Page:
There are five key challenges that countries must face to become innovative societies.
The first is education, which is hardly surprising since innovation is an intrinsically human enterprise. In many developing Asian economies, the estimated proportion of 10-year-olds who are unable to read a simple sentence—a metric that the World Bank has termed ‘learning poverty’—exceeds 50%, meaning the majority of children do not have even basic literacy.
Policymakers must focus on strengthening basic numeracy and literacy to resolve this learning crisis. A shift to more learner-centered teaching practices will develop students’ natural inquisitiveness and curiosity. Schools must broaden and diversify the skill mix by avoiding an overemphasis on science, technology, engineering and math, the so-called STEM subjects, at the expense of subjects that can develop creativity (like art and design) or critical thinking (such as social science and the humanities). These disciplines are critical to the innovation process.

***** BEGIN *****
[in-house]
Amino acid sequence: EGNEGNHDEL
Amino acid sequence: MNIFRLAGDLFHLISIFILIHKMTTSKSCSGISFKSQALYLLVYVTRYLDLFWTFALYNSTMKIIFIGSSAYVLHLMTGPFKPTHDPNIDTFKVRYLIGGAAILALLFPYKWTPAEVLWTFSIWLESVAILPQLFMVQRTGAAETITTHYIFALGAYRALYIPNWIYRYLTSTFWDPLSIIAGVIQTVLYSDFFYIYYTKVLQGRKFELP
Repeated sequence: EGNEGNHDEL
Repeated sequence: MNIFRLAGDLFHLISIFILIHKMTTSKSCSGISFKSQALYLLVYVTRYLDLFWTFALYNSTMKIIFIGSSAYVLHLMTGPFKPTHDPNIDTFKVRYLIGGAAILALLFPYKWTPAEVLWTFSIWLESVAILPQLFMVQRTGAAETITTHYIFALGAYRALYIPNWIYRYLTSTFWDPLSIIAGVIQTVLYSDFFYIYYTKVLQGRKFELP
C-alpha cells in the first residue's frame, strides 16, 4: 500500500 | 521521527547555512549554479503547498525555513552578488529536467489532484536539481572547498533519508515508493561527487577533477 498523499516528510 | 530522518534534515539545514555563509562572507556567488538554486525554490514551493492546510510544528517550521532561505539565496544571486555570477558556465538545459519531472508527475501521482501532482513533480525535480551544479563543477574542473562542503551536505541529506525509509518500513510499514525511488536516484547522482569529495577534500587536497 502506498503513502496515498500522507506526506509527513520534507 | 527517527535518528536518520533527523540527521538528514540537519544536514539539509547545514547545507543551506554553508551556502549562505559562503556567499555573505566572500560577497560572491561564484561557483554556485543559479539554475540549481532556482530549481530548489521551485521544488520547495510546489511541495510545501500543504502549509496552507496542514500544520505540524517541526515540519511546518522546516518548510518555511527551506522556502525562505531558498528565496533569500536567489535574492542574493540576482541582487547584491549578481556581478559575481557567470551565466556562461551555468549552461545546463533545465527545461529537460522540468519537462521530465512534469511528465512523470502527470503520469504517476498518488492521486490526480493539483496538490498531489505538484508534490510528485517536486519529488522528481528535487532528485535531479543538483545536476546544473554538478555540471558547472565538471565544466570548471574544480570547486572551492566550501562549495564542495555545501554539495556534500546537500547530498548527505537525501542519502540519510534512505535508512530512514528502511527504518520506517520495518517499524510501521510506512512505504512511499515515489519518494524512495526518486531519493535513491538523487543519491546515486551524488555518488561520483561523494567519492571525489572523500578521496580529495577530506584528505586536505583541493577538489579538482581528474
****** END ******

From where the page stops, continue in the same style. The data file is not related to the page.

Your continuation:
The second driver is entrepreneurship. While we generally assume a positive association between entrepreneurship and innovation, the reality is that most entrepreneurs are not innovative, do not create many new jobs, and lack the means to be productive. Indeed, just a tiny fraction (less than 2%) of entrepreneurs are responsible for the majority of job growth.
Less than one-sixth of businesses in 11 developing Asian economies are product innovators. Therefore, it is crucially important to design policy measures that help to realize the potential of these productive entrepreneurial firms and better harness their contribution to economic development.
The final three drivers of innovation are quality institutions, a robust financial system, and cities. Quality institutions, including but not limited to the rule of law and strong property rights, give innovative entrepreneurs the confidence to take risks and experiment with new ideas. Our study on the evolution of intellectual property rights in the Republic of Korea shows that economic and institutional development go hand-in-hand. Therefore, ensuring that policies to enshrine these rights are tailored to a country’s development stage is more important that than their overall strength.